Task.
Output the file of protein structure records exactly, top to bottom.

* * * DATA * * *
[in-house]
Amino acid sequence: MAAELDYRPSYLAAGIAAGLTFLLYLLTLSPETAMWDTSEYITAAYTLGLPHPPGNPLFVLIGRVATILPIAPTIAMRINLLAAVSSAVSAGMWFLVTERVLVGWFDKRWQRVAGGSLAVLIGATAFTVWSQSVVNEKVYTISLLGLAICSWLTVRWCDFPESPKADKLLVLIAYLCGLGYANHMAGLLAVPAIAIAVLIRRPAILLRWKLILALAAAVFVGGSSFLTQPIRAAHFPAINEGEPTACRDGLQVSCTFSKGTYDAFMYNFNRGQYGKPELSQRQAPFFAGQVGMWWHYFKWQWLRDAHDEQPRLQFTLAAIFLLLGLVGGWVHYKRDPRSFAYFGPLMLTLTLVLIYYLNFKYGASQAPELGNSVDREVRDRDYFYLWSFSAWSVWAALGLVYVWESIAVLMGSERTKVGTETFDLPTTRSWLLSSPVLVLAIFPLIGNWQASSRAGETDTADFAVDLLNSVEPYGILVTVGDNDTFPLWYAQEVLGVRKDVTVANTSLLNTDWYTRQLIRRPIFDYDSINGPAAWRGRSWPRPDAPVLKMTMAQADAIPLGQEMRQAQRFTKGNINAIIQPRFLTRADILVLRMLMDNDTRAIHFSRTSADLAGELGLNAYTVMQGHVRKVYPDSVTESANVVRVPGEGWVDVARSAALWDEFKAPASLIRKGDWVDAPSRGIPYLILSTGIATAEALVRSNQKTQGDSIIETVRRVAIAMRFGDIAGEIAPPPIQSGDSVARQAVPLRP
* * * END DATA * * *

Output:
[in-house]
Amino acid sequence: MAAELDYRPSYLAAGIAAGLTFLLYLLTLSPETAMWDTSEYITAAYTLGLPHPPGNPLFVLIGRVATILPIAPTIAMRINLLAAVSSAVSAGMWFLVTERVLVGWFDKRWQRVAGGSLAVLIGATAFTVWSQSVVNEKVYTISLLGLAICSWLTVRWCDFPESPKADKLLVLIAYLCGLGYANHMAGLLAVPAIAIAVLIRRPAILLRWKLILALAAAVFVGGSSFLTQPIRAAHFPAINEGEPTACRDGLQVSCTFSKGTYDAFMYNFNRGQYGKPELSQRQAPFFAGQVGMWWHYFKWQWLRDAHDEQPRLQFTLAAIFLLLGLVGGWVHYKRDPRSFAYFGPLMLTLTLVLIYYLNFKYGASQAPELGNSVDREVRDRDYFYLWSFSAWSVWAALGLVYVWESIAVLMGSERTKVGTETFDLPTTRSWLLSSPVLVLAIFPLIGNWQASSRAGETDTADFAVDLLNSVEPYGILVTVGDNDTFPLWYAQEVLGVRKDVTVANTSLLNTDWYTRQLIRRPIFDYDSINGPAAWRGRSWPRPDAPVLKMTMAQADAIPLGQEMRQAQRFTKGNINAIIQPRFLTRADILVLRMLMDNDTRAIHFSRTSADLAGELGLNAYTVMQGHVRKVYPDSVTESANVVRVPGEGWVDVARSAALWDEFKAPASLIRKGDWVDAPSRGIPYLILSTGIATAEALVRSNQKTQGDSIIETVRRVAIAMRFGDIAGEIAPPPIQSGDSVARQAVPLRP